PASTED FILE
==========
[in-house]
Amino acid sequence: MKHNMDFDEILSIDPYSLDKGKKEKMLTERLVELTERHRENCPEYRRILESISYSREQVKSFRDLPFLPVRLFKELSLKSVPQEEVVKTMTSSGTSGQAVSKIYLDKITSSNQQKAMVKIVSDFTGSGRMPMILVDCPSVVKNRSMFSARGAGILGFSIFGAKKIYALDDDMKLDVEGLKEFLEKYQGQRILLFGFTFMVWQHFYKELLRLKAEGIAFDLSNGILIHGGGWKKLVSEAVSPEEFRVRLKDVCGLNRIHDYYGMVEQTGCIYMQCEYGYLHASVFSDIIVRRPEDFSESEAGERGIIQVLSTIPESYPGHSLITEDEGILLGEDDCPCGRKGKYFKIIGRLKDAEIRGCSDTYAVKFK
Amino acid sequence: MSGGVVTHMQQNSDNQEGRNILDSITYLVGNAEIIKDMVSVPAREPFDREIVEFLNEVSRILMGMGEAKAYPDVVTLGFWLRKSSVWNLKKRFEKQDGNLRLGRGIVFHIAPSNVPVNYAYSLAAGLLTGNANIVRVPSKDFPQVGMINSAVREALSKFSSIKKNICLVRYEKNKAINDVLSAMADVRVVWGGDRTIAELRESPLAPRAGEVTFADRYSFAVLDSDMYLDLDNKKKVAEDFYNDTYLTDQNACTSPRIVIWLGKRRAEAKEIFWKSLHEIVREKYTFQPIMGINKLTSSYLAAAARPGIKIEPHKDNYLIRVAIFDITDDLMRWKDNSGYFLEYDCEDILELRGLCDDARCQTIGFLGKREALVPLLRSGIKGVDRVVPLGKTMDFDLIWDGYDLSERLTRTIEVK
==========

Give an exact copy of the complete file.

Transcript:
[in-house]
Amino acid sequence: MKHNMDFDEILSIDPYSLDKGKKEKMLTERLVELTERHRENCPEYRRILESISYSREQVKSFRDLPFLPVRLFKELSLKSVPQEEVVKTMTSSGTSGQAVSKIYLDKITSSNQQKAMVKIVSDFTGSGRMPMILVDCPSVVKNRSMFSARGAGILGFSIFGAKKIYALDDDMKLDVEGLKEFLEKYQGQRILLFGFTFMVWQHFYKELLRLKAEGIAFDLSNGILIHGGGWKKLVSEAVSPEEFRVRLKDVCGLNRIHDYYGMVEQTGCIYMQCEYGYLHASVFSDIIVRRPEDFSESEAGERGIIQVLSTIPESYPGHSLITEDEGILLGEDDCPCGRKGKYFKIIGRLKDAEIRGCSDTYAVKFK
Amino acid sequence: MSGGVVTHMQQNSDNQEGRNILDSITYLVGNAEIIKDMVSVPAREPFDREIVEFLNEVSRILMGMGEAKAYPDVVTLGFWLRKSSVWNLKKRFEKQDGNLRLGRGIVFHIAPSNVPVNYAYSLAAGLLTGNANIVRVPSKDFPQVGMINSAVREALSKFSSIKKNICLVRYEKNKAINDVLSAMADVRVVWGGDRTIAELRESPLAPRAGEVTFADRYSFAVLDSDMYLDLDNKKKVAEDFYNDTYLTDQNACTSPRIVIWLGKRRAEAKEIFWKSLHEIVREKYTFQPIMGINKLTSSYLAAAARPGIKIEPHKDNYLIRVAIFDITDDLMRWKDNSGYFLEYDCEDILELRGLCDDARCQTIGFLGKREALVPLLRSGIKGVDRVVPLGKTMDFDLIWDGYDLSERLTRTIEVK